Canby Telcom of Oregon is preparing to launch a streamlined “Pay TV Lite” package comprised of eight local broadcast TV channels that will be offered exclusively on Roku boxes and sell for $14.95 per month.
Canby, a telco based about 25 miles outside of Portland with about 7,000 customers, said its new, authenticated “EZVideo” channel on Roku will augment its current triple play packages using a reduced, lineup of live local broadcast channels, video on demand from its local origination channel, CTV5, that will be delivered through the Roku device.
Phase 1 of EZ Video will deliver the live feeds of KATU (ABC), KOIN (CBS), KGW (NBC), KOPB and OPB Plus (PBS), KPTV (Fox), KRCW, and KPDX (Fox). Canby VP of network operations Brandon Zupancic said the telco is also looking to offer “additional compelling content” that is not offered on its traditional IPTV service or by its satellite TV or cable competitors, which include Wave Broadband.
“We definitely don’t want to cannibalize our existing [IPTV] service,” he said.
The $14.95 price for the “Pay TV Lite” package includes the first Roku box, plus installation and unlimited support, Zupancic said, noting that Canby is “shooting for” a June 3 launch. He said customers can receive up to three Roku players for every 10 Mbps they get from their high-speed Internet service. Among Canby’s Internet tiers, its speediest maxes out at 60 Mbps downstream by 30 Mbps upstream for $109.95 per month.
On the technical end, Elemental Technologies Live processors will convert and prepare MPEG-2-based broadcast channels into adaptive bitrate Apple HTTP Live Streaming (HLS) signals, which will then be relayed to the Roku boxes over a managed broadband connection. Elemental encoders will create three streaming profiles: a 720p stream at 2 Mbps, a mid-level 720p stream at 1.2 Mbps, and a standard-definition version that runs at 720 kbps, according to Elemental VP of marketing Keith Wymbs.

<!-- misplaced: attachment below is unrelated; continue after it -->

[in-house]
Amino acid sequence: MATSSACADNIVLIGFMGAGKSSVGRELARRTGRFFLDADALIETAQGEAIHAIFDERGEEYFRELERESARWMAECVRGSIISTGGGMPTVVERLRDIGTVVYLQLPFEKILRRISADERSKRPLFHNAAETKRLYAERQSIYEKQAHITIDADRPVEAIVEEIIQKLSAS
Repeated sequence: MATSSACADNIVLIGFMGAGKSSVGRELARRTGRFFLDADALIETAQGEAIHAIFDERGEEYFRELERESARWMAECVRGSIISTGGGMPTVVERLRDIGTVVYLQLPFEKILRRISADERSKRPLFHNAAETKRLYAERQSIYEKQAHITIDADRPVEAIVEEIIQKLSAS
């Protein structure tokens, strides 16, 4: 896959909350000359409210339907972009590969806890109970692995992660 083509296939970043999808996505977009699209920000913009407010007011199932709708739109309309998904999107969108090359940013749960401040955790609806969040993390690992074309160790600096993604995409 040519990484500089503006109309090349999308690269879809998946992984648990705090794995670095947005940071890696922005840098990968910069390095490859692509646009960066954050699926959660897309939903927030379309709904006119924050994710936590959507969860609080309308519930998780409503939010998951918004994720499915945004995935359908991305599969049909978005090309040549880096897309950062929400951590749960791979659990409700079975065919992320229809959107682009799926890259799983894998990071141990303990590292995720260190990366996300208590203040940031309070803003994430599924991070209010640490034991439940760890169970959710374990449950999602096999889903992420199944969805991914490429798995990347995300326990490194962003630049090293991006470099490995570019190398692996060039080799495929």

Canby’s new tier is likely to appeal to customers who are tightening their belts or considering cutting the cord. Leichtman Research Group just released a study showing that the top U.S. pay TV service providers collectively lost video subs for the first time over a four-quarter period, attributing the decline to an increased focus by MSOs on higher-value subscribers and pressure from over-the-air TV and over-the-top options.
Canby’s skinned-down approach shares some traits with Aereo, which is in a court battle with major broadcasters that are eager to protect the retransmission fees they receive from pay TV operators. Portland is not yet among the expansion cities identified by Aereo, but other operators could try to replicate Canby’s service. Canby is paying broadcasters retransmission rights to deliver their signals to the Roku box.
Elemental plans to show off this budding video distribution model at The Cable Show, set to run June 10-12 in Washington, D.C. Elemental and will also host a webcast on June 3 to discuss the offer in more detail with Zupancic and KPTV/KPDX VP and GM Patrick McCreery.
While Canby appears to be among the first pay TV providers to deliver a slimmed down package of video services via the Roku, it’s not the first operator to take advantage of the device. Several tier 2 and tier 3 providers are giving away Roku boxes as bolt-ons to add value to their broadband service.
“Several” other operators from around the country have contacted Canby about its EZ Video tier, Zupancic said.
Among tier 1s, Time Warner Cable offers about 300 live TV channels on the Roku via its TWC TV app and has not announced any plans to offer a stripped down TV tier via the streaming device.
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